Freedom of the Press
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Press Freedom Score (0 = best, 100 = worst)
Legal Environment(0 = best, 30 = worst)
Political Environment(0 = best, 40 = worst)
Economic Environment(0 = best, 30 = worst)
The constitution guarantees freedom of expression, and media reflect a wide variety of political opinions and are frequently critical of the government. Denmark has strict antiracism laws, and a radio station in Copenhagen had its broadcasting license taken away for three months after it called for the extermination of Muslim extremists. Kaj Wilhelmsen, the radio presenter who made the statements, was also charged with breaking the country's antiracism laws.
The most important issue of 2005 was the furor that emerged after 12 cartoons depicting the prophet Muhammad were published in the conservative Copenhagen daily Jyllands-Posten at the end of September. One of the cartoons depicted Muhammad wearing a turban in the form of a bomb with the fuse lit. Death threats were made against two cartoonists and bomb threats were made against the newspaper, and protests spread worldwide. Turkish Prime Minister Recep Tayyip Erdogan condemned the drawings during a visit to Denmark in November. Despite the criticism, the newspaper refused to apologize for the cartoons. The controversy sparked discussions over freedom of the press in Denmark and all over the world. In October, Prime Minister Anders Fogh Rasmussen refused to intervene, arguing that, as prime minister, he has "no tool whatsoever to take actions against the media" and, furthermore, does not "want that kind of tool."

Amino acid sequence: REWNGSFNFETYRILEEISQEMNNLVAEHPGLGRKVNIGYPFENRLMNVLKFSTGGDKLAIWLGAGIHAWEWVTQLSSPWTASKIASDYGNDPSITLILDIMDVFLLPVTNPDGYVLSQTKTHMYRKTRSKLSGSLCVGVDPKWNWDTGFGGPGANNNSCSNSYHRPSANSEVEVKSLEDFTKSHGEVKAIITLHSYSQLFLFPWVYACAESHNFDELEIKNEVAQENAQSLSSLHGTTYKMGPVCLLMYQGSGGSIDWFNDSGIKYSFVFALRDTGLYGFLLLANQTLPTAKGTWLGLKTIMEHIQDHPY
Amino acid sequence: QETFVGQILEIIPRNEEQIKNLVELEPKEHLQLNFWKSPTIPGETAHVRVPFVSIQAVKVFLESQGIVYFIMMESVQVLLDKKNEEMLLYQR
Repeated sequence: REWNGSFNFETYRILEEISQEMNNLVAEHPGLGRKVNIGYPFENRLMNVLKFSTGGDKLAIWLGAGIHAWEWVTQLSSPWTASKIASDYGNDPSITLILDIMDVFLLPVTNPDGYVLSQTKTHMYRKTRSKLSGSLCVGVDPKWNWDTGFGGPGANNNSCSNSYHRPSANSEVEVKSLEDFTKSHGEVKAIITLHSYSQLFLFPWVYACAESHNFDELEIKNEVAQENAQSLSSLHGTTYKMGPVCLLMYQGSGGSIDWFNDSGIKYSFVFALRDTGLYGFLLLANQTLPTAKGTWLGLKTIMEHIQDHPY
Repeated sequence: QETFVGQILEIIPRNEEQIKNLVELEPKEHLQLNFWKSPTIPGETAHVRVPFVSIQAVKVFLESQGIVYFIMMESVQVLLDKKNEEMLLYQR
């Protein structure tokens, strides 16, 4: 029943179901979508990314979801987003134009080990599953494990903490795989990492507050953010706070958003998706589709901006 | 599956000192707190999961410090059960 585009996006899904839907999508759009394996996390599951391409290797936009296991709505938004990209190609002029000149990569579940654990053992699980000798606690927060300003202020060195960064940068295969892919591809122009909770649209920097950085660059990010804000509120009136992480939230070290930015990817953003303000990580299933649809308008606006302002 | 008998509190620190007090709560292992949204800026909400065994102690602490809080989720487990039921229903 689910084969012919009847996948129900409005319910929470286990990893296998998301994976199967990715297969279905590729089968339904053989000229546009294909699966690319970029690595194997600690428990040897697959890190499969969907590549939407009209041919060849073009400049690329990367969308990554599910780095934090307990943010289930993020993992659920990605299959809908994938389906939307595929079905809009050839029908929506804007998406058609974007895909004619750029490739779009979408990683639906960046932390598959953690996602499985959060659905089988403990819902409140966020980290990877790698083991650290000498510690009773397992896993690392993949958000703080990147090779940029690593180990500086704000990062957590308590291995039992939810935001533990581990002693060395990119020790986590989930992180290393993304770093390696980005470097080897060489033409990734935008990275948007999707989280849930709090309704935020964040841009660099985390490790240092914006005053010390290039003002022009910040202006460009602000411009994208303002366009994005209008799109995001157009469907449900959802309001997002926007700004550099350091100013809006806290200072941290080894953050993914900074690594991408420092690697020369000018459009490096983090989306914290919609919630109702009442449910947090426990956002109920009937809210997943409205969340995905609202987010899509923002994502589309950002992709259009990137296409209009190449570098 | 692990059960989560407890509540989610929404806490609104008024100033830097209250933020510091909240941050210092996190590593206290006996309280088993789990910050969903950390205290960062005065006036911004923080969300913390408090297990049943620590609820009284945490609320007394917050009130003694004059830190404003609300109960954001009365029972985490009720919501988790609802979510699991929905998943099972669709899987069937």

The state finances radio and television broadcasting, but state-owned television companies have independent editorial boards. Several private cable and satellite television channels also exist, as do private radio stations, which are tightly regulated. The government does not limit access to the internet and 69 percent of the population was recorded accessing the internet in 2005.